He added, “CSR and rights-based businesses can spur some of that by creating new products, services, and business models, like GE’s Ecomagination and Healthmagination, Unilever’s Shakti program, Grameen Danone’s joint venture, etc. But we also need lots of other old and new ideas, including continuing education, job training, starting entirely new social enterprises and small business – all which might be better, more sustainable and resilient investments and approaches.”
I’m sorry to be such a sourpuss, but I can’t resist pointing out that all these proposed initiatives are spoken in the future tense. Maybe they’re going to happen someday, but they haven’t happened yet. Yet now is when they are most needed. What have we been doing since 2008 and well before?
Well, it took a bone fide economist to shake me from my torpor. He came in the person of Dr. Jack N. Behrman, Associate Dean Emeritus at the University of North Carolina Business School. In his usual characteristic plain-speaking language, this non-academic academic delivered this IED:
“Now, who is going to do what about it -- what with the big financiers corrupting Congress and the Supreme Court? They are interested in only one thing -- jimmying the election and then the U.S. economy so they control it for their own selfish reasons. No sense of ‘noblesse oblige’--nor social responsibility, and B-school faculty have come to their senses too late, having mushed the brains of their students with ‘profit-maximization’ goals.”
A somewhat more hopeful note was struck by another old friend reader, Ludwig Rudel, who ran a successful property business after serving as one of the first American development specialists ever deployed to South Asia.
“Who possibly can be against enhancing corporate social responsibility? It is asking others to behave better! No cost to me! Next you will try to reform or eliminate prostitution. Good Luck.”
“Me ... I prefer incentives. It is generally thought that the unemployment problem will not go away until the housing sector is stabilized. I have been waiting four years for our President to do something ‘off the wall to solve that.”
“How about this? FNMA will buy any and all of a bank's mortgages, either performing or non-performing, for homes still occupied by mortgagees for 80% of the outstanding principal, excluding penalties and fees, (no appraisal required) if the bank can prove they actually own the mortgage. FNMA can then offer to rewrite the house owner's mortgage paper at that (80%) value, for the first 5 years at an APR of 2%, the second 5 years at 4% and the last 20 years at 6% (since FNMA can obtain short term funds at virtually 0%). Then, for those mortgagees that such terms still can't be made to work, FNMA will handle foreclosure at its own cost.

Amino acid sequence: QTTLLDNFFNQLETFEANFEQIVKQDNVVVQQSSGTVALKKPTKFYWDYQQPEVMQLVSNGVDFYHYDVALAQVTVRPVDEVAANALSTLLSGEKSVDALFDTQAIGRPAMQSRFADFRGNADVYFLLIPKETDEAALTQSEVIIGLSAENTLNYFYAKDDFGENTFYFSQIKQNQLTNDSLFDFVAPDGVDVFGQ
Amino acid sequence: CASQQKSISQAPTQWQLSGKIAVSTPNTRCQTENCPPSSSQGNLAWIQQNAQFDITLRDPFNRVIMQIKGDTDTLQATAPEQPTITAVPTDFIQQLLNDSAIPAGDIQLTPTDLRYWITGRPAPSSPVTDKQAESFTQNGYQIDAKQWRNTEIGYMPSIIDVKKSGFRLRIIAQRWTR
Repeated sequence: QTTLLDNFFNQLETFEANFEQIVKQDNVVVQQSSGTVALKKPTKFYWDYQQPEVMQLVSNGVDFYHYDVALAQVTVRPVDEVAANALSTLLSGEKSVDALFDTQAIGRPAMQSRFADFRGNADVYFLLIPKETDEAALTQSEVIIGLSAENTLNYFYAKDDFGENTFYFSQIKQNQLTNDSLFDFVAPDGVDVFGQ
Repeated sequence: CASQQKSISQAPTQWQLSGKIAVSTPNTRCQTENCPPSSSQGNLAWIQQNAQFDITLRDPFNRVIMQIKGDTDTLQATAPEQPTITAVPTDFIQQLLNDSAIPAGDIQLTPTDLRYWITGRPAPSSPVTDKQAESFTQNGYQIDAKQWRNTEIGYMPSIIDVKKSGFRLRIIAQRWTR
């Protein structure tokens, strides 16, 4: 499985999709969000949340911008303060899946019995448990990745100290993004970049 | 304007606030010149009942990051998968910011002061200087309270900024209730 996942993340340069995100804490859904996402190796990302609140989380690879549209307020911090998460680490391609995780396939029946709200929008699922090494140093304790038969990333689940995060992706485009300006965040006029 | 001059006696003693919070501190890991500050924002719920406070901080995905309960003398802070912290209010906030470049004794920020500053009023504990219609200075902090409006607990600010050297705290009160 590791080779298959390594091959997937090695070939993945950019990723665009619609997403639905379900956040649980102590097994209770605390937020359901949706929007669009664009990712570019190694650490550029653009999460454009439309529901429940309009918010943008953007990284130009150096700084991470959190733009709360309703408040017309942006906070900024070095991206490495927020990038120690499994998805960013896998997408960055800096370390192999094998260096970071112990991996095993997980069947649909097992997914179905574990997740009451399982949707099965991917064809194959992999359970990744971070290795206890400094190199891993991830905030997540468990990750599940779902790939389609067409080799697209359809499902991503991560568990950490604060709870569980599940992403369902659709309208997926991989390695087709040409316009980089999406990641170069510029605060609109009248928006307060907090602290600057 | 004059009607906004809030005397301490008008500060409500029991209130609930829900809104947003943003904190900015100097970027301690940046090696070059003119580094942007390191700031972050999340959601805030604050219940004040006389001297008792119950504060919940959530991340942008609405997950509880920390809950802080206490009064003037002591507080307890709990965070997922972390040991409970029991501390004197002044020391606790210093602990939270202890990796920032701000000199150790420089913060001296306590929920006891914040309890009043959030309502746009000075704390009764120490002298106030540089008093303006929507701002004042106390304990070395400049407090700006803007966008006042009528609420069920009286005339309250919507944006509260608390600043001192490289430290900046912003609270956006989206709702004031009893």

“Such mortgages would be very affordable and attractive to owners. The banks would get out from under. It costs them more than 20% to foreclose. The cost to the taxpayer would be minimal.”
“Maybe it would be possible to persuade the banks that they will get brownie points on their social responsibility ledger for doing this.”
OK, but at this rate accumulating enough Brownie points is going to take a while. Maybe we should try Girl Scout Cookies?
Then comes the coup de grace. Artist Tony Benn, my favorite Marxist didact, blind-sides me with this:
“Without wanting to sound totally defeatist but most likely post-Marxist. Capital has and will always be amoral. Teaching it morality will always be sinking water into the desert of morality. The point of the State whichever one we can elect coherently and cohesively is to ameliorate the worst excesses of Capital. Until we all wake up to that awful but sobering realization then expecting a CEO to change the mindset of two centuries that started with the French revolution we are just dealing with the chimera and the spectacular nature of Capital.”
He adds: “And yes, this is the post-Marxist bit, until the contradictions of Capital are revealed or better still betrayed to itself not much is likely to happen. When the generals stop obeying orders of the ruling classes then the image cracks. Vis, the revolutions such as they are in the North Africa crescent. The Syrian general class jumping ship...pip pip!
If the ancient Greek philosopher Diogenes were to go out with his lantern in search of an honest many today, a survey of Wall Street executives on workplace conduct suggests he might have to look elsewhere.
A quarter of Wall Street executives see wrongdoing as a key to success, according to a survey by whistleblower law firm Labaton Sucharow released on Tuesday.
In a survey of 500 senior executives in the United States and the UK, 26 percent of respondents said they had observed or had firsthand knowledge of wrongdoing in the workplace, while 24 percent said they believed financial services professionals may need to engage in unethical or illegal conduct to be successful.
Sixteen percent of respondents said they would commit insider trading if they could get away with it, according to Labaton Sucharow. And 30 percent said their compensation plans created pressure to compromise ethical standards or violate the law.